How much does move out cleaning cost?


It’s certainly worth calling in professional cleaners to help you get your home up to scratch before you move out.

Firstly, you are likely to have a lot to do in a limited time, such as packing up your home, organising to have services like electricity and internet transferred to your new place and letting people know your new address.

If you are moving because you are selling your home, you will have even more work to do in preparing your home for sale. And you’ll want to make it look as attractive as possible to prospective buyers. There’s no underestimating how much of a facelift a good clean can give your home.

If you are moving out of a rental, you will want to get your bond back (usually a month’s rent), avoid any black marks against your name on national tenant databases and to leave the place in good nick for the next tenants.

TIP: If you are cleaning a rental property, ask the cleaner for a tax receipt which you can present to the real estate agent as proof you’ve had the place professionally cleaned. This will hopefully lessen the likelihood of any issues.

You may be good with a mop and a scrubbing brush, but experienced cleaners are likely to have the best tools and cleaning products available to do a good job – and are much likely to do in a much faster time. It’s their day job after all!

Their service comes with many names: “move out”, “end of lease”, “bond” or “vacate” cleaning. The type of cleaning involved tends to be more demanding and requires a greater thoroughness than regular cleaning. For example, it could involve tackling areas or fixtures that are rarely cleaned, such as fly or security screens, insect-filled light fittings or dusty air vents.

The average starting rate of the service hovers at around $200, but prices vary, depending on your area and the type of cleaners you chose.

Usually, that price will be based on the size of your property. Cleaners may charge you by the number of bedrooms you have and then add on extra bathrooms and entertaining rooms. They will charge more if you want your windows or carpets cleaned. Or they may charge you a fixed rate or by the hour.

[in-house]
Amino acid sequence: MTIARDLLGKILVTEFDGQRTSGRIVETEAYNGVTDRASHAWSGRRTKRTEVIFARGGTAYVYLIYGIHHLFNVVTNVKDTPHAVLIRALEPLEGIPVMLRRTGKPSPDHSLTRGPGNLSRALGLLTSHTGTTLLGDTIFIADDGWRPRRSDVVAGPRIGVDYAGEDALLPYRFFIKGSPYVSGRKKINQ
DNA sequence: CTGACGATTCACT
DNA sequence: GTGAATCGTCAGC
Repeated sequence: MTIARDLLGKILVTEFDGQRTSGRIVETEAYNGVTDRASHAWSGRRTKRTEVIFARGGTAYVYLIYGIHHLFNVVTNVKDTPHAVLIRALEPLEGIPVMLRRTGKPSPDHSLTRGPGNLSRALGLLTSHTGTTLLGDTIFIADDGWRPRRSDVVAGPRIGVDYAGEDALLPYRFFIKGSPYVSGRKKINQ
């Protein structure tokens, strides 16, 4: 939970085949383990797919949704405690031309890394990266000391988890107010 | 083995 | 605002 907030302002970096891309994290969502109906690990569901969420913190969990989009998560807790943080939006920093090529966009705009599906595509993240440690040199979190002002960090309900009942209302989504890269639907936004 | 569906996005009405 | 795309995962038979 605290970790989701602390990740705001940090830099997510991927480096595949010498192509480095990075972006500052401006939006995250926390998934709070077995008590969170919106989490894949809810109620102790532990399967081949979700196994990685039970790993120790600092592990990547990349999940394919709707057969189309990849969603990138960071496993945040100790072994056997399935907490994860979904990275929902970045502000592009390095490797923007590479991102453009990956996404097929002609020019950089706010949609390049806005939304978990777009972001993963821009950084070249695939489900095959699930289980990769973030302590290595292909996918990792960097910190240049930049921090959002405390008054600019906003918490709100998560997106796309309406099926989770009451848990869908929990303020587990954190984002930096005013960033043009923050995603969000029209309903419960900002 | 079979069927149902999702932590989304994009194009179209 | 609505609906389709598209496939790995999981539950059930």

Read: Selling your first home, a guide to getting started

In Adelaide, for example, one firm is charging $249 for a three-bedroom, one bathroom home, plus $89 to steam clean the carpets. On an hourly basis, its fees start at $25.

A Queensland-based cleaning company wants $440 to $665 (including GST) to clean a three-bedroom home with two bathrooms and $120 to steam clean its carpets.

Similarly, a Sydney-based service is asking $420 to clean a three bedroom, one bathroom apartment and $200 more for carpet cleaning.

In addition, you’ll have to fork out more money if you want your oven and the insides of your cupboards and drawers cleaned – often a must if your home is for sale as potential buyers are known to frequently take a sneaky peek inside these.

Choosing a cleaner


The best way to find a good cleaner is likely to be via word of mouth from family and friends. Otherwise ask your real estate agent for a recommendation or do an online search. Check any reviews and customer feedback available for the cleaners or ask for references.

A crucial requirement when allowing people into your home is that they be honest and reliable.

In this case, it’s important that they are not just great cleaners, but also have some “move out” cleaning experience – that they know what will please sharp landlords, property owners or home buyers.

Before deciding, get quotes from several cleaning companies and ensure these clearly detail what services are included – that apples can be compared with apples. Remember that price isn’t everything; the cheapest cleaning service may not be the best!

Also, check whether the cleaners will be flexible and willing to customise their services to your needs. And that they are available when you need them; there may be a very short timeframe available for cleaning if the next tenant is scheduled to move in soon after you leave.

If it’s important to you, ask what products the cleaners use.

And crucially, check whether they are insured.

What to clean?

The state of Queensland’s Residential Tenancies Authority provides this cleaning checklist:


  • Clean the inside and outside of all cupboards.
  • Wash all countertops and surface areas.
  • Clean inside and outside of the oven, microwave, dishwasher, fridge and defrost freezer (if supplied).
  • Clean the cooktop, grill and range hood.
  • Clean the sink and taps, including descaling.
  • Clean windows, window sills or tracks, window and door frames and fly screens.
  • Sweep or vacuum and wash floors.

Australian kitchen


  • Clean the sink, toilet and bath, including taps.
  • Clean tiles.
  • Remove any mould from walls, tiles and ceiling.
  • Wash shower curtain. Or clean shower doors or enclosure.
  • Clean all surface areas, shower rails and mirrors.
  • Sweep and wash all floors.

Other rooms

  • Dust and wash all surfaces.
  • Dust and wash door and window frames and window sills or tracks.
  • Clean mirrors.
  • Dust fans.
  • Wipe outside of air conditioning units and clean filters.
  • Clean out any cupboards or wardrobes.
  • Dust and clean skirting boards.
  • Vacuum and wash floors.

Outdoor areas

  • Mow grass, weed and trim edges.
  • Clean out any leaves or debris in the pool (check for any special conditions in the tenancy agreement).
  • Sweep external areas.
  • Empty and wash out bins.
  • Remove any oil stains on driveway or in garage.
  • Remove cobwebs.



Remove all rubbish from property.

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